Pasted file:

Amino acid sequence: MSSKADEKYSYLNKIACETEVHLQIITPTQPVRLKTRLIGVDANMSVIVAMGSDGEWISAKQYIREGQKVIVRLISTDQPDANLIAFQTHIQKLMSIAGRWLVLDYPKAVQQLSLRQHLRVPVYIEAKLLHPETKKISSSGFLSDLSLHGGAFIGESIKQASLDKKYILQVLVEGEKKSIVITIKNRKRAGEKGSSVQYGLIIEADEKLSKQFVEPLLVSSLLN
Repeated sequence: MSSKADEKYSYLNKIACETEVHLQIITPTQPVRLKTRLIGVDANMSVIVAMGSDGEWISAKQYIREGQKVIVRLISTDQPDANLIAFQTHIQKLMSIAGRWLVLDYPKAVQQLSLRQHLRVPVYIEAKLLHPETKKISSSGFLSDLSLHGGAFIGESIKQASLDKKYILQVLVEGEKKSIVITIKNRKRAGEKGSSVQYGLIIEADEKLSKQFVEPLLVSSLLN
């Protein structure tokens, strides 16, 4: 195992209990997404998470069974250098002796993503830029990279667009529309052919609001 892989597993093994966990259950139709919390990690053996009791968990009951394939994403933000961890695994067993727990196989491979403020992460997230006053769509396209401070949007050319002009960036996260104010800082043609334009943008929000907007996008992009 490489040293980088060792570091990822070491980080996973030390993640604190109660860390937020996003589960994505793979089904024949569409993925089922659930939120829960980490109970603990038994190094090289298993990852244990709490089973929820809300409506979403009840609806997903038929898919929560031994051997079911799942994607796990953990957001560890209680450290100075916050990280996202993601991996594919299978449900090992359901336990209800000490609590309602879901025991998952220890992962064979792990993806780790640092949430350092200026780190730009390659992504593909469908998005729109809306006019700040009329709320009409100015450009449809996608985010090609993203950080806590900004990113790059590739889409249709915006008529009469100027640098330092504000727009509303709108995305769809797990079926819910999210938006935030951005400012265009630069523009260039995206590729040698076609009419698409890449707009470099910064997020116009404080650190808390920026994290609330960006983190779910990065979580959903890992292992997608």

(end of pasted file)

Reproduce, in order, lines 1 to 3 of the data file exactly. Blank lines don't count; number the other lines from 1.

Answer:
Amino acid sequence: MSSKADEKYSYLNKIACETEVHLQIITPTQPVRLKTRLIGVDANMSVIVAMGSDGEWISAKQYIREGQKVIVRLISTDQPDANLIAFQTHIQKLMSIAGRWLVLDYPKAVQQLSLRQHLRVPVYIEAKLLHPETKKISSSGFLSDLSLHGGAFIGESIKQASLDKKYILQVLVEGEKKSIVITIKNRKRAGEKGSSVQYGLIIEADEKLSKQFVEPLLVSSLLN
Repeated sequence: MSSKADEKYSYLNKIACETEVHLQIITPTQPVRLKTRLIGVDANMSVIVAMGSDGEWISAKQYIREGQKVIVRLISTDQPDANLIAFQTHIQKLMSIAGRWLVLDYPKAVQQLSLRQHLRVPVYIEAKLLHPETKKISSSGFLSDLSLHGGAFIGESIKQASLDKKYILQVLVEGEKKSIVITIKNRKRAGEKGSSVQYGLIIEADEKLSKQFVEPLLVSSLLN
């Protein structure tokens, strides 16, 4: 195992209990997404998470069974250098002796993503830029990279667009529309052919609001 892989597993093994966990259950139709919390990690053996009791968990009951394939994403933000961890695994067993727990196989491979403020992460997230006053769509396209401070949007050319002009960036996260104010800082043609334009943008929000907007996008992009 490489040293980088060792570091990822070491980080996973030390993640604190109660860390937020996003589960994505793979089904024949569409993925089922659930939120829960980490109970603990038994190094090289298993990852244990709490089973929820809300409506979403009840609806997903038929898919929560031994051997079911799942994607796990953990957001560890209680450290100075916050990280996202993601991996594919299978449900090992359901336990209800000490609590309602879901025991998952220890992962064979792990993806780790640092949430350092200026780190730009390659992504593909469908998005729109809306006019700040009329709320009409100015450009449809996608985010090609993203950080806590900004990113790059590739889409249709915006008529009469100027640098330092504000727009509303709108995305769809797990079926819910999210938006935030951005400012265009630069523009260039995206590729040698076609009419698409890449707009470099910064997020116009404080650190808390920026994290609330960006983190779910990065979580959903890992292992997608």